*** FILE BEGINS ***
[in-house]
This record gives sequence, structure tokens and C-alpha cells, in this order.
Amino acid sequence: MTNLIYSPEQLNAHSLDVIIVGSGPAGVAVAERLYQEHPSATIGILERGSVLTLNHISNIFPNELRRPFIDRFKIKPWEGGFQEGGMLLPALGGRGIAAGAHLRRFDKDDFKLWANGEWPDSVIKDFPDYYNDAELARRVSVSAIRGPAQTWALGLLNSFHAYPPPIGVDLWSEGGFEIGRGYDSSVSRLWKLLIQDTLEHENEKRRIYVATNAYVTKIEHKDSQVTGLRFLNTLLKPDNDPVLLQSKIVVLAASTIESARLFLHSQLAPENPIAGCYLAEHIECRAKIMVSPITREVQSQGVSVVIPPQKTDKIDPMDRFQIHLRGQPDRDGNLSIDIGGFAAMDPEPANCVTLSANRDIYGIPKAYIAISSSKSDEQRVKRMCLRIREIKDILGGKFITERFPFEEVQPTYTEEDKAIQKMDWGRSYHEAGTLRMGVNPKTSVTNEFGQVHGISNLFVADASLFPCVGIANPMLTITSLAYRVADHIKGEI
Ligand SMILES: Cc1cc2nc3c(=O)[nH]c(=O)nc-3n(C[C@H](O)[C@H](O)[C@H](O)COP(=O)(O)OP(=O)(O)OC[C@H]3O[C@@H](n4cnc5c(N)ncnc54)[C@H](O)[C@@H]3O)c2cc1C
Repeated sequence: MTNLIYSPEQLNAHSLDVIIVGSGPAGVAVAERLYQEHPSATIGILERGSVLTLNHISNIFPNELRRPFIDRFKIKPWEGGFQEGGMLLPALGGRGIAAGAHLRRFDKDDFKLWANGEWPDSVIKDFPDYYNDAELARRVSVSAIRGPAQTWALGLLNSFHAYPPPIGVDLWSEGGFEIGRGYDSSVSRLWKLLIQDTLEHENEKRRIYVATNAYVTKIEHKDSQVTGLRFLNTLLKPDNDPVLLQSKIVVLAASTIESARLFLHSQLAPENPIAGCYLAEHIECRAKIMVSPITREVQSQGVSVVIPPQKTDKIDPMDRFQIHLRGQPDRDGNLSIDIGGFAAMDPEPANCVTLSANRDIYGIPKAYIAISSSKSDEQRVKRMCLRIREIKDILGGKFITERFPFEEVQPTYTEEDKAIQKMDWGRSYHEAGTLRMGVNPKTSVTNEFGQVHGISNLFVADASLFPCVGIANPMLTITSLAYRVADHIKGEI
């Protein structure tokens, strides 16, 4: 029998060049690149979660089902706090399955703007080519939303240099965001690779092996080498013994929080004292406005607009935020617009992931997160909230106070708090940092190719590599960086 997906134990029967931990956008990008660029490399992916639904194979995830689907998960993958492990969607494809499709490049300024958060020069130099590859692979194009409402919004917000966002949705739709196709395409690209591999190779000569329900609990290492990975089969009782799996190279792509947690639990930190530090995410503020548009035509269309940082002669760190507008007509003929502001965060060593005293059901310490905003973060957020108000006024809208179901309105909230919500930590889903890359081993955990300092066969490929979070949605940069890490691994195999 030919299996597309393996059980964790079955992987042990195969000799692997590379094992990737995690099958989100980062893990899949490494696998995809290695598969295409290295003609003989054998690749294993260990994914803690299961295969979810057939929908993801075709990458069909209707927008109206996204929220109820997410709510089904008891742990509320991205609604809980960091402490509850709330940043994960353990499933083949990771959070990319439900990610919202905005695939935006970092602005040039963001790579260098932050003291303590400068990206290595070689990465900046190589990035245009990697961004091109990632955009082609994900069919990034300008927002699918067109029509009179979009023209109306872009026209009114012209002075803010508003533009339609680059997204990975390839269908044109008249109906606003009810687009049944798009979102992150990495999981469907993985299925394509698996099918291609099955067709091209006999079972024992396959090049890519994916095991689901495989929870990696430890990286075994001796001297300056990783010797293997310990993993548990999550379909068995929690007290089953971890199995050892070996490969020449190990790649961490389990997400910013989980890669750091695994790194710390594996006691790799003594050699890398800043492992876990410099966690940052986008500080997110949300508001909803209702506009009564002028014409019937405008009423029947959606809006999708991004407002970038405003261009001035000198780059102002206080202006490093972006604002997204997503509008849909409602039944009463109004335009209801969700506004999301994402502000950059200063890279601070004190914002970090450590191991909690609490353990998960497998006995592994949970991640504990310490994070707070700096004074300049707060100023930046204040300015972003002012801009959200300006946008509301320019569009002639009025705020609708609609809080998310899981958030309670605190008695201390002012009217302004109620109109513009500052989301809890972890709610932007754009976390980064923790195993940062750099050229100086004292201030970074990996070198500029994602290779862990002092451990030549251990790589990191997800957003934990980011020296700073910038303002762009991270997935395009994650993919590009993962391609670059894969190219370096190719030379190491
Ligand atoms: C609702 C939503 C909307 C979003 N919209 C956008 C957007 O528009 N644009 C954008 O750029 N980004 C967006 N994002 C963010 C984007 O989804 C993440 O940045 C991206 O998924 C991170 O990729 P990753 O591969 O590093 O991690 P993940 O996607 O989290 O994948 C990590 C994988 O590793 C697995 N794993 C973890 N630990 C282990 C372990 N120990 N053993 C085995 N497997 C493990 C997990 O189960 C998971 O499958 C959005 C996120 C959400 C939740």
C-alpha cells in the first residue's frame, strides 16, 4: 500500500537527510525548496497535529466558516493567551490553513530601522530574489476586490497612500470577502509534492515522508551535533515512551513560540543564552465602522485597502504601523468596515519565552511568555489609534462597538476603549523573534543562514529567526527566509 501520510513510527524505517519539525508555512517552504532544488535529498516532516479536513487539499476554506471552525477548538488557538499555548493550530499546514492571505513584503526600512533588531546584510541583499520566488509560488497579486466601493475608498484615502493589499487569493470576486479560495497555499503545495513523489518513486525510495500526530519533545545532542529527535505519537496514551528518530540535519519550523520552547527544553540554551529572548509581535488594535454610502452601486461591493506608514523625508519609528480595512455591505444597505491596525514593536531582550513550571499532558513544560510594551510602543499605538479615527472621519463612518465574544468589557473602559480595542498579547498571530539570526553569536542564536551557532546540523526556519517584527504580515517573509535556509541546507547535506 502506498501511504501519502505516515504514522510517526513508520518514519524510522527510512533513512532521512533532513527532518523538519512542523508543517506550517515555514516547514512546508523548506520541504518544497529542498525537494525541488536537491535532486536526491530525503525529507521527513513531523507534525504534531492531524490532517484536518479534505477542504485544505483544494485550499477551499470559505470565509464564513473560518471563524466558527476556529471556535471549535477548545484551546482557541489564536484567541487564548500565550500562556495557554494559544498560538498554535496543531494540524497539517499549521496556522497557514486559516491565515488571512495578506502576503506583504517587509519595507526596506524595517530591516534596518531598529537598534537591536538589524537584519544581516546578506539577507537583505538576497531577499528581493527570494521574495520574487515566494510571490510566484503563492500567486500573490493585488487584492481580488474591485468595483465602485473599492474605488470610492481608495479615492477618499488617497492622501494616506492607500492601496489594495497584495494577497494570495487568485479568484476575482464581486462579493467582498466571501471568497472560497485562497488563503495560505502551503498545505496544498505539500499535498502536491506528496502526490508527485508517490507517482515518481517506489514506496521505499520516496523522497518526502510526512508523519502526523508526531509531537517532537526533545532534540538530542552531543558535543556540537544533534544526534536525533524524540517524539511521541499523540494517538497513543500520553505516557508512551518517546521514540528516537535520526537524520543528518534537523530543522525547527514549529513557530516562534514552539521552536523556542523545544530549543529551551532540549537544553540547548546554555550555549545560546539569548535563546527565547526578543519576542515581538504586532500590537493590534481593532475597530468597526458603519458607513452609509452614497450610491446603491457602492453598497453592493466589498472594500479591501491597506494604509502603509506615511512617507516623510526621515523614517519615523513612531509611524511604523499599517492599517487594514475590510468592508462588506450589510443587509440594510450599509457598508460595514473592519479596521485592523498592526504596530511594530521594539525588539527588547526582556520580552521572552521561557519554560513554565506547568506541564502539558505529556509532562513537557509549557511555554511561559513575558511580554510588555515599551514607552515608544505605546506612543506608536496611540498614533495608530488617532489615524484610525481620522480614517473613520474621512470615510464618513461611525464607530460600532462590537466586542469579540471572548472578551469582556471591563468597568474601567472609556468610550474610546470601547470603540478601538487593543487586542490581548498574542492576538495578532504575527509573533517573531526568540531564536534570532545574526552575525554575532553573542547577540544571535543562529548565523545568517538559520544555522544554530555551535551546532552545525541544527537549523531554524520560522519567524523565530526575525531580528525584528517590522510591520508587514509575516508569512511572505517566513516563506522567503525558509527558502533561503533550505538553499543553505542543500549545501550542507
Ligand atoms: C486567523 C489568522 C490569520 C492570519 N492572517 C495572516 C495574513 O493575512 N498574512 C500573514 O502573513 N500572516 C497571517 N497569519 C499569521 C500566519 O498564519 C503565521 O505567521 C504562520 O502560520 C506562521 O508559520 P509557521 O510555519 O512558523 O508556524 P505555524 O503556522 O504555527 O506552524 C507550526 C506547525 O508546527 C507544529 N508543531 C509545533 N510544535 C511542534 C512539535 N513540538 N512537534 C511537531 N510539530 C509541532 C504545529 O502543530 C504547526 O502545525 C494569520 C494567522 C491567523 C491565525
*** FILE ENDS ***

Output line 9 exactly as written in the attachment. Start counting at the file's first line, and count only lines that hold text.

Ligand atoms: C486567523 C489568522 C490569520 C492570519 N492572517 C495572516 C495574513 O493575512 N498574512 C500573514 O502573513 N500572516 C497571517 N497569519 C499569521 C500566519 O498564519 C503565521 O505567521 C504562520 O502560520 C506562521 O508559520 P509557521 O510555519 O512558523 O508556524 P505555524 O503556522 O504555527 O506552524 C507550526 C506547525 O508546527 C507544529 N508543531 C509545533 N510544535 C511542534 C512539535 N513540538 N512537534 C511537531 N510539530 C509541532 C504545529 O502543530 C504547526 O502545525 C494569520 C494567522 C491567523 C491565525